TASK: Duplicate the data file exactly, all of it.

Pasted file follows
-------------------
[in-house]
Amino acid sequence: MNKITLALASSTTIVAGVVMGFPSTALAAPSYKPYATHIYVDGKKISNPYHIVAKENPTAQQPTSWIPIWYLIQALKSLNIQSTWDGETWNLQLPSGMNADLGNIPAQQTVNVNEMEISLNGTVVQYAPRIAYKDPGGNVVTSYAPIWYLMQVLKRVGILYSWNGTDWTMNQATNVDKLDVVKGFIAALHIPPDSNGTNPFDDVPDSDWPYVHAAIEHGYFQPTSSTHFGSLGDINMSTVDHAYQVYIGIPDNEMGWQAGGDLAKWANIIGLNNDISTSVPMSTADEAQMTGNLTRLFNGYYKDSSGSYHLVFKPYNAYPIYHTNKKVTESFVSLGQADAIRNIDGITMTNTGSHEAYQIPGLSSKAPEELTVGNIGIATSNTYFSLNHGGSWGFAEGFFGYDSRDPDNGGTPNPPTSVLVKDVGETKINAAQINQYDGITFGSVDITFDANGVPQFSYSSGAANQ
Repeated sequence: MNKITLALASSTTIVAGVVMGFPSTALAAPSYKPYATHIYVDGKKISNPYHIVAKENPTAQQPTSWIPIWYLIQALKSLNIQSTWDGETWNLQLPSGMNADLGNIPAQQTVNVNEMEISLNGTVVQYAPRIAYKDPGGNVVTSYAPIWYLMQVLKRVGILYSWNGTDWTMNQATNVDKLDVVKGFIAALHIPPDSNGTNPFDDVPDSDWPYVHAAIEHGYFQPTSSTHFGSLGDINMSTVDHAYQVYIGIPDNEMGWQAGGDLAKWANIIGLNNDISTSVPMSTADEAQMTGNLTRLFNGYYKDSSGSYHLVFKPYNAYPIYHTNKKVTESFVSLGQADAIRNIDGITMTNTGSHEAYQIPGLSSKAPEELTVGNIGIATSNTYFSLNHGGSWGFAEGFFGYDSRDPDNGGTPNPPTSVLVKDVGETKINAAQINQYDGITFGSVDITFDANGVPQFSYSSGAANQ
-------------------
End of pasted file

[in-house]
Amino acid sequence: MNKITLALASSTTIVAGVVMGFPSTALAAPSYKPYATHIYVDGKKISNPYHIVAKENPTAQQPTSWIPIWYLIQALKSLNIQSTWDGETWNLQLPSGMNADLGNIPAQQTVNVNEMEISLNGTVVQYAPRIAYKDPGGNVVTSYAPIWYLMQVLKRVGILYSWNGTDWTMNQATNVDKLDVVKGFIAALHIPPDSNGTNPFDDVPDSDWPYVHAAIEHGYFQPTSSTHFGSLGDINMSTVDHAYQVYIGIPDNEMGWQAGGDLAKWANIIGLNNDISTSVPMSTADEAQMTGNLTRLFNGYYKDSSGSYHLVFKPYNAYPIYHTNKKVTESFVSLGQADAIRNIDGITMTNTGSHEAYQIPGLSSKAPEELTVGNIGIATSNTYFSLNHGGSWGFAEGFFGYDSRDPDNGGTPNPPTSVLVKDVGETKINAAQINQYDGITFGSVDITFDANGVPQFSYSSGAANQ
Repeated sequence: MNKITLALASSTTIVAGVVMGFPSTALAAPSYKPYATHIYVDGKKISNPYHIVAKENPTAQQPTSWIPIWYLIQALKSLNIQSTWDGETWNLQLPSGMNADLGNIPAQQTVNVNEMEISLNGTVVQYAPRIAYKDPGGNVVTSYAPIWYLMQVLKRVGILYSWNGTDWTMNQATNVDKLDVVKGFIAALHIPPDSNGTNPFDDVPDSDWPYVHAAIEHGYFQPTSSTHFGSLGDINMSTVDHAYQVYIGIPDNEMGWQAGGDLAKWANIIGLNNDISTSVPMSTADEAQMTGNLTRLFNGYYKDSSGSYHLVFKPYNAYPIYHTNKKVTESFVSLGQADAIRNIDGITMTNTGSHEAYQIPGLSSKAPEELTVGNIGIATSNTYFSLNHGGSWGFAEGFFGYDSRDPDNGGTPNPPTSVLVKDVGETKINAAQINQYDGITFGSVDITFDANGVPQFSYSSGAANQ